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Leuven-based hydrogen panels become an official KU Leuven spin-off

7 December 2023

Producing renewable fuel anywhere in the world, based on light and air? It can be done with the unique hydrogen technology developed at KU Leuven, in corporation with Leuven-based engineers Comate. This has been demonstrated extensively in recent years by integrating the technology into a hydrogen panel. Now that the innovation is sufficiently mature, a new KU Leuven spin-off has just been established - Solhyd - which will demonstrate its potential in market-oriented (pilot) projects. A consortium of investors is committing to invest up to 6 million euros into the company over the next few years. A first tranche of 2 million euros in seed capital is already being put on the table today.

Hydrogen will play an important role in the future energy mix in the transition to a CO2-neutral society. If made from green electricity, it is a renewable source of energy (‘green hydrogen’), which can also be easily stored and transported. However: green electricity is scarce and still expensive, so hydrogen production today is mainly based on natural gas (‘gray hydrogen’).

That's why Jan Rongé and Tom Bosserez – both until recently KU Leuven researchers - invented an alternative, under the guidance of Professor Johan Martens of the Center for Surface Chemistry and Catalysis. They call their alternative ‘golden hydrogen’.

"That is hydrogen made directly from light and air", explains Jan Rongé. "We developed a unique patented technology that using sunlight, splits the water vapor present in the air into hydrogen gas and oxygen gas through a membrane. So with our technology, which we built like a hydrogen panel, you can produce renewable fuel anywhere. On any scale, without needing electricity from the grid and without using rare or harmful materials. It is a necessary complement to electrolysers, which require large amounts of green electricity, rare metals and liquid water."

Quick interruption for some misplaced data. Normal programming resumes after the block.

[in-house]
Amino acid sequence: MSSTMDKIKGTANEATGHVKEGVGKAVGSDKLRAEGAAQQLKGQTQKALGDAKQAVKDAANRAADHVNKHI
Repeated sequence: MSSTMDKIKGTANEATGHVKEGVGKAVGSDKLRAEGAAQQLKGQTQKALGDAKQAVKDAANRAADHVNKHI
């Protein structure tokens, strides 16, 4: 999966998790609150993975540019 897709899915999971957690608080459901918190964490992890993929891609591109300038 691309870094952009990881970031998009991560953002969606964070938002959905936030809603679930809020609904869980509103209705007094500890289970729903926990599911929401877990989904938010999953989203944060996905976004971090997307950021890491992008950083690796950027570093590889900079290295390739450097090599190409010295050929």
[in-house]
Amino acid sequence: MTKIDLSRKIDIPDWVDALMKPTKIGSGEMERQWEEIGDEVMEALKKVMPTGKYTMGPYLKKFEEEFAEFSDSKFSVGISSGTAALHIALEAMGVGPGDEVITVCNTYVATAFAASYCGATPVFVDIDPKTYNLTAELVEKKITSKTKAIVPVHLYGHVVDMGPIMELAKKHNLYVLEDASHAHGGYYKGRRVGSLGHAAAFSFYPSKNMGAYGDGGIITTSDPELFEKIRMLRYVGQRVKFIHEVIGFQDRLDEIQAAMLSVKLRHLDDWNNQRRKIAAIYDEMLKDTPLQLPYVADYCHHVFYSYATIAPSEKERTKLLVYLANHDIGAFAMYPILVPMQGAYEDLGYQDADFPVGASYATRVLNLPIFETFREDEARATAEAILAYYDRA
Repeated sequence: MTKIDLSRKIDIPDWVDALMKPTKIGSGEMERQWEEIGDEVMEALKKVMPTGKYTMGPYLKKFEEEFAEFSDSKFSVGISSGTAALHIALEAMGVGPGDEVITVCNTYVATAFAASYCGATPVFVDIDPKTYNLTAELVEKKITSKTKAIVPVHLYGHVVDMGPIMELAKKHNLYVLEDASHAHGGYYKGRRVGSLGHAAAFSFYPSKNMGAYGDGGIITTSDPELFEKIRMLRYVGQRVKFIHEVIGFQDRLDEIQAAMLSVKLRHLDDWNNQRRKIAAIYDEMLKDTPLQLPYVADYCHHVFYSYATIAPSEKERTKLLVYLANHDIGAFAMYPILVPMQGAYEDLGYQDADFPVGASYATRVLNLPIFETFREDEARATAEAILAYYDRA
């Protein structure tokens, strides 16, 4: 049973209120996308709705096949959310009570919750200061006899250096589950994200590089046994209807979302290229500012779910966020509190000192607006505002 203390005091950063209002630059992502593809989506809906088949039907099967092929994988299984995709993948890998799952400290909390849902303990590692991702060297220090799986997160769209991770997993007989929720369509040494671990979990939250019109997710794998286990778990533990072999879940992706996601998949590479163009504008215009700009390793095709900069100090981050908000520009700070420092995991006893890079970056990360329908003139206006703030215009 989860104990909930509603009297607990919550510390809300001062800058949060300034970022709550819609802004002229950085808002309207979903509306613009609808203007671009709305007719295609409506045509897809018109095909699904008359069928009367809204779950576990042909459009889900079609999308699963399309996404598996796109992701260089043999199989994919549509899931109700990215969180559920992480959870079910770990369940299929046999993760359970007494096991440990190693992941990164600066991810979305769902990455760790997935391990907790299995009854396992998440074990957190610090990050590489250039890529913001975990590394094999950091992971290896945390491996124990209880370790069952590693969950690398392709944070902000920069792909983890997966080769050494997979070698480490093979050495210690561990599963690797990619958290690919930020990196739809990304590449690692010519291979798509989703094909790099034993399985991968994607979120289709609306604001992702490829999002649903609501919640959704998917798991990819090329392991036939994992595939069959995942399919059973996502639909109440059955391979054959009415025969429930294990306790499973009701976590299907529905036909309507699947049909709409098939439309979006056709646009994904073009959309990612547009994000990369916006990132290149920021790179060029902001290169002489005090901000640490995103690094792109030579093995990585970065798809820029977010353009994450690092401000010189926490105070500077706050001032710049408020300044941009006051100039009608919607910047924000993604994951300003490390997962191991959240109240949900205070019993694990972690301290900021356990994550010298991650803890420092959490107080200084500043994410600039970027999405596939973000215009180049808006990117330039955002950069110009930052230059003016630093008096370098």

The hydrogen panel is the same size as a solar panel and produces hydrogen as soon as it is outside. "The potential of the technology is very important," says Rongé. "In the short term, it could be used by SMEs to move away from oil and gas, for example in their freight transport. In the longer term, it could help industries such as the steel and chemical industry make their operations more sustainable. By 2050, the demand for renewable hydrogen is expected to be as high as the demand for natural gas is today."

In order to respond to that demand with the promising technology, and thus help reduce dependence on fossil fuels, the new KU Leuven spin-off Solhyd has just been founded. The company has raised two million euros in seed capital from four Flemish investors and from the university's own Gemma Frisius seed capital fund. This consortium is also committed to releasing up to six million euros in total, depending on the needs and results of the spin-off.

"Solhyd will use these resources in the coming years to further demonstrate the potential of hydrogen technology in pilot and market-oriented projects", Rongé explains. "To this end, we will collaborate with companies that want to take a leading role in the sustainable transition. Together, we will also examine whether the technology can be cost-effectively applied in products other than the hydrogen panel. The challenge is great: the use of oil and gas urgently needs to go to zero. So our ambitions are big as well."

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